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Have you ever failed a course in your life?
In life, there is no such thing as co-incidence. Everything happens for a reason.
Sometimes, that failure is your destiny.
I always take a bad experience or failure and turn it around to something positive. (Read about my disaster at the 1991 Provincials)
Take a look at Roger Black. (I wrote about his biography here). He fails a math course, stays behind an extra year intending for medical school, then takes up Athletics (Track and Field) afterwards and becomes one of best quarter-milers in his time.
His PB for 400 meters is 44.37 set in Lausanne prior to Atlanta 1996. His silver medal from Atlanta Olympics Games was one of the highlights in his long career. Another big moment in Black’s career was winning the 4×400m relay in 1991 in a rare defeat from the Americans.
Here is the partial article from The Guardian UK:
In many ways my whole career has been shaped around the biggest mistake of my life. At school I played a lot of rugby and cricket, but I never really did much athletics. I went to a grammar school and my primary aim was to get three good A-levels so I could read medicine at university.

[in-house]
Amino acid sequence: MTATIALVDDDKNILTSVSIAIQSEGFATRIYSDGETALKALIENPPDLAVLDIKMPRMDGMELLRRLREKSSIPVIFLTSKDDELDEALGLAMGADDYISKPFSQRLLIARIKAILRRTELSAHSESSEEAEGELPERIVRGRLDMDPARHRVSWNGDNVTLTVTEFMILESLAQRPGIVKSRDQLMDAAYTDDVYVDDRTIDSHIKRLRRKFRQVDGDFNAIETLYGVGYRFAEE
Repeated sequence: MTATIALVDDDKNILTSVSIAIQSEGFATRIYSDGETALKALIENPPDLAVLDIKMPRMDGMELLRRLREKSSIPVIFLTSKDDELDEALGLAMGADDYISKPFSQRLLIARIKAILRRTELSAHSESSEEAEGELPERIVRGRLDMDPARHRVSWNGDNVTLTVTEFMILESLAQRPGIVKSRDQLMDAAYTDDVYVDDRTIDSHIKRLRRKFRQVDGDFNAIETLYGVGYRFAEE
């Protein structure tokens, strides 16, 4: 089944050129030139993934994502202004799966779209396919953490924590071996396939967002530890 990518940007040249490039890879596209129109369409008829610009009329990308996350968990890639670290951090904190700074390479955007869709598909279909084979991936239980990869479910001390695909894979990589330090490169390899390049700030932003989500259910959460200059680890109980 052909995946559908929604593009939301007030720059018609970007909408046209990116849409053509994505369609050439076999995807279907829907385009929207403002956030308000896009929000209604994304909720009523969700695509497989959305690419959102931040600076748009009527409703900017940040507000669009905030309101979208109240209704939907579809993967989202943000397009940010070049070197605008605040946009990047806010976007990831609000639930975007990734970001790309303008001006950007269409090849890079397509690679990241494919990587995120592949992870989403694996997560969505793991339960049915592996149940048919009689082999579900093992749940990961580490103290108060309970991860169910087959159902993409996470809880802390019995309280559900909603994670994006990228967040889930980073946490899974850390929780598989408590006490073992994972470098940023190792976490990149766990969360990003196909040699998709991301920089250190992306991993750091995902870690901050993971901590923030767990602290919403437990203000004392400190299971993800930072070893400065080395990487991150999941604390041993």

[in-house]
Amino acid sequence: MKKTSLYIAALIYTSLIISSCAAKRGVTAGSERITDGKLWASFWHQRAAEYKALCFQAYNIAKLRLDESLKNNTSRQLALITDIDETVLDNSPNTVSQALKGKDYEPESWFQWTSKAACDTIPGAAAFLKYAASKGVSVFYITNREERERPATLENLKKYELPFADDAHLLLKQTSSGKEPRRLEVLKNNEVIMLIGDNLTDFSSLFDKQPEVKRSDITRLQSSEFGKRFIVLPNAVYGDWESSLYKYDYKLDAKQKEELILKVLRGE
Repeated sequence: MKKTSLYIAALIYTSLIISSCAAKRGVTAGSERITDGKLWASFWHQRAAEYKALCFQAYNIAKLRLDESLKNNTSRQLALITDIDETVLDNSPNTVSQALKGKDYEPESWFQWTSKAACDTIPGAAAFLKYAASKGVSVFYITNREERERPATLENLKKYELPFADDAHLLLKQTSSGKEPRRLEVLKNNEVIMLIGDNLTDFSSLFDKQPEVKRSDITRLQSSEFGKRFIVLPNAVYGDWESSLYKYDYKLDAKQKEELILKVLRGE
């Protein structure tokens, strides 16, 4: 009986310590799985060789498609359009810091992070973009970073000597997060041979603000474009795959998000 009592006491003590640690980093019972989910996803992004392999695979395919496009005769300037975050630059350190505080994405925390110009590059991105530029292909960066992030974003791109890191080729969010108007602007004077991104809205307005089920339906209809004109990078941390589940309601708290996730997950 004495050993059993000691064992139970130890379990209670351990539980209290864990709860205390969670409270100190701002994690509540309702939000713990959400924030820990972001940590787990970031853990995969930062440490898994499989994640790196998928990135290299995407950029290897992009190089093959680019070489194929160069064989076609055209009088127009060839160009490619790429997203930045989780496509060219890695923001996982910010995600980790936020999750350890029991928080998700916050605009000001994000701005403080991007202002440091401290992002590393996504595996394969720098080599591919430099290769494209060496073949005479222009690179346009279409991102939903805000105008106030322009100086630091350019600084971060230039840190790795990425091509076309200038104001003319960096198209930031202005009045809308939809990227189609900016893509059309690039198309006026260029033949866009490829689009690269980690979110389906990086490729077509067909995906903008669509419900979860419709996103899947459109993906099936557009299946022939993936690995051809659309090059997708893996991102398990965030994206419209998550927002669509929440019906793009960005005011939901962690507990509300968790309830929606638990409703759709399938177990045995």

I had to get three Bs – that was enough to get you into medical school. One was mathematics and, when it came to the exam, there was one question I got stuck on. I just couldn’t work it out, so I left it and went back to it later. The more I looked at it, the more confused I got. I started to panic and when the time was up I hadn’t managed to complete the whole paper.
I can still recall it vividly. I was absolutely devastated. I got a D in maths and Barts hospital rejected me. That was the moment I became an athlete.
I had to stay behind at school for a year and retake that A-level. Because of the year off, I couldn’t go travelling or any of the things my friends were doing, and so I ended up joining my local athletics club in Hampshire. I’d always been good and fast but I’d never trained much. I thought, OK, I’ll give it a go. I was lucky I had a good local club where I was training with the likes of Kriss Akabusi.
I did eventually retake the exam, and started reading medicine at Southampton University, but, by then, my life had changed. I was European junior 400m champion and I left university after the first term because there was no way I could do both. The thing is, not being able to solve that problem in my maths A-level was literally my greatest mistake. If I’d got three Bs I would have gone straight to Barts medical school and would never have become an athlete.